Traffic fumes linked to heart attacks
by David Masters
September 16, 2008
Researchers in the US have discovered an additional link between air pollution and heart disease.
A report by scientists from Harvard University in Boston reveals that exposure to micro pollution particles can prevent the heart from conducting electrical signals.
Fumes from traffic were found to be particularly potent.
Forty eight patients with coronary artery disease were analysed in the research, in the weeks following their discharge from hospital.
No patient’s average exposure to pollutants exceeded National Air Quality recommendations.
Even so, when the patients were around heavy traffic or other sources of pollution, their heart’s ability to conduct electrical signals reduced significantly, increasing the risk of a heart attack.
The sooner after a patient was released from hospital, the higher the risk. The first month after hospitalisation was a particularly risky period.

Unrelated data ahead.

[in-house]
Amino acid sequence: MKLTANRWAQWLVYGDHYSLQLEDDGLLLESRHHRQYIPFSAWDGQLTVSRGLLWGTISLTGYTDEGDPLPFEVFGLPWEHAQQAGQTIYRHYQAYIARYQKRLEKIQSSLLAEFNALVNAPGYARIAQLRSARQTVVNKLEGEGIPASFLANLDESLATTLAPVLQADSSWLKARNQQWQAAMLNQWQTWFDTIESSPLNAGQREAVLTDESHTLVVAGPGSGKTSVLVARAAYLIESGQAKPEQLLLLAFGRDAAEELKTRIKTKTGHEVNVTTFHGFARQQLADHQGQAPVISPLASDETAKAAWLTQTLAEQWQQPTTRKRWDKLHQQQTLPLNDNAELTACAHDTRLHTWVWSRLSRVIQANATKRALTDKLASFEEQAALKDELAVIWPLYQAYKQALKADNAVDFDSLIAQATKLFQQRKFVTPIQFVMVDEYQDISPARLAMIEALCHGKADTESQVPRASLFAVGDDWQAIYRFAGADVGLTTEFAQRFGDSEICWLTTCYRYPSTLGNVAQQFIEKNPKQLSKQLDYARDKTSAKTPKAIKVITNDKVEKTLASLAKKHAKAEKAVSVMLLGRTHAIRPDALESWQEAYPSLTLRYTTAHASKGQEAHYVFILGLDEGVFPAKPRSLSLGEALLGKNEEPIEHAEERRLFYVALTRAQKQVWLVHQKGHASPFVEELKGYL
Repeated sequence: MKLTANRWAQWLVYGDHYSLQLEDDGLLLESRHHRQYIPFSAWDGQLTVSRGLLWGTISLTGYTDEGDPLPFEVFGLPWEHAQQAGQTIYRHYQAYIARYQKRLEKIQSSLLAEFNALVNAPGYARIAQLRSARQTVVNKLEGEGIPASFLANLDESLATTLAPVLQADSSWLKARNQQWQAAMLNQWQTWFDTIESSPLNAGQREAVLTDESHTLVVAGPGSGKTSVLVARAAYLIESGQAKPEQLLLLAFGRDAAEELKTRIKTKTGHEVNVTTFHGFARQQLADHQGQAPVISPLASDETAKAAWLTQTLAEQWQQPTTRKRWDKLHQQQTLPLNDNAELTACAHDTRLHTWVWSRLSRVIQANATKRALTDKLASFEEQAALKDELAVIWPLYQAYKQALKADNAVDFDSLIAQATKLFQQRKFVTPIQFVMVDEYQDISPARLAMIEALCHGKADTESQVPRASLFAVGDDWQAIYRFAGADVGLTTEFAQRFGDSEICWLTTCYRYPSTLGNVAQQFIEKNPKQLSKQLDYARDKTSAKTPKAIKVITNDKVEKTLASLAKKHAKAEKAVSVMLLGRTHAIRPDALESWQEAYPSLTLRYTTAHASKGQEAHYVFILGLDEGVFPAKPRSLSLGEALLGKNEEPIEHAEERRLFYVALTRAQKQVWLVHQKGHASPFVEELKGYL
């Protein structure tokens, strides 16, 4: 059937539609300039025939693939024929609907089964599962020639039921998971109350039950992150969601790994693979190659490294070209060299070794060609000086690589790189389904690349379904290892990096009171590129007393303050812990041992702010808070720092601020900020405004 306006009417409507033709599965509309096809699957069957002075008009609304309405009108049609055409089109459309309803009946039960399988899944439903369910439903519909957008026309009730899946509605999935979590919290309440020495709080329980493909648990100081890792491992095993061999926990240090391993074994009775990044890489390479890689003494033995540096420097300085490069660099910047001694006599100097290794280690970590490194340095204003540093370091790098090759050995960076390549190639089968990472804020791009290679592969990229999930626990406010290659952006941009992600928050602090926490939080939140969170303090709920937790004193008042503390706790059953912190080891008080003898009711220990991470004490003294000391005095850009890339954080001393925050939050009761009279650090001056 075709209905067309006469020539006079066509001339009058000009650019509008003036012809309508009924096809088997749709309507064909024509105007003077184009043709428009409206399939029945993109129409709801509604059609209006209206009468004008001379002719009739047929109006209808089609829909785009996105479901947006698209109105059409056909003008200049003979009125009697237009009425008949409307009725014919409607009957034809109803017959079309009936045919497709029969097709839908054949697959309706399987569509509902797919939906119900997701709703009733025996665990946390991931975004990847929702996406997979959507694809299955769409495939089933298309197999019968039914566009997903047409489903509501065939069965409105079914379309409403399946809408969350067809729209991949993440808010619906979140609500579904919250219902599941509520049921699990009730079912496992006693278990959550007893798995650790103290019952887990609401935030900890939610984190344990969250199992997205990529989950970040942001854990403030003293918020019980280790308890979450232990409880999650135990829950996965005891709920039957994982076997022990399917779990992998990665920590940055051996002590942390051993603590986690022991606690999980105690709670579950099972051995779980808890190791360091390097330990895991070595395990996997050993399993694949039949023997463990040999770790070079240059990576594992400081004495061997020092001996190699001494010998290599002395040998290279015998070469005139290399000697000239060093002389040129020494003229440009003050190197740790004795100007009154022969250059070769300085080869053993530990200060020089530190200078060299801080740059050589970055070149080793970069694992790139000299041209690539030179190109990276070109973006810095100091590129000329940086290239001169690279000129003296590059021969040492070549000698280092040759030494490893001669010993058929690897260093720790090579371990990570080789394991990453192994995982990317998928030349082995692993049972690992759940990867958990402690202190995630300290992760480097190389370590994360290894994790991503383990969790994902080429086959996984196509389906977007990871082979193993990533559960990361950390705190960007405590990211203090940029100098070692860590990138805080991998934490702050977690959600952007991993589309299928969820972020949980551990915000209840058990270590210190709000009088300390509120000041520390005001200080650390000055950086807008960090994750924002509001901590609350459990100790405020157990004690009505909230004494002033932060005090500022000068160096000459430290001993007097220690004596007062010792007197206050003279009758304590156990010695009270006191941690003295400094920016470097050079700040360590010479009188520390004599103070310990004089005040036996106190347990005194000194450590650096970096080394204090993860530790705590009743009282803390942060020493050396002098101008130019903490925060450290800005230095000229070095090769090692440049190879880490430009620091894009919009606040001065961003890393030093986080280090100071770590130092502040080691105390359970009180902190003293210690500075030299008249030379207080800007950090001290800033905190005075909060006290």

Patients with diabetes, or who had already suffered from a heart attack, were the worst affected.
The study is backed up by past research linking pollution to heart attacks.
Research in Dublin found that after coal sales were banned in the city, black smoke concentration fell 70% within six years. During the same period, deaths from heart attacks fell 10%.
The research concluded that people who have recently suffered a heart attack – as well as healthy people – should avoid being around heavy traffic whenever possible.
In addition, the research advises patients being released from hospital to escape the city for a few weeks.
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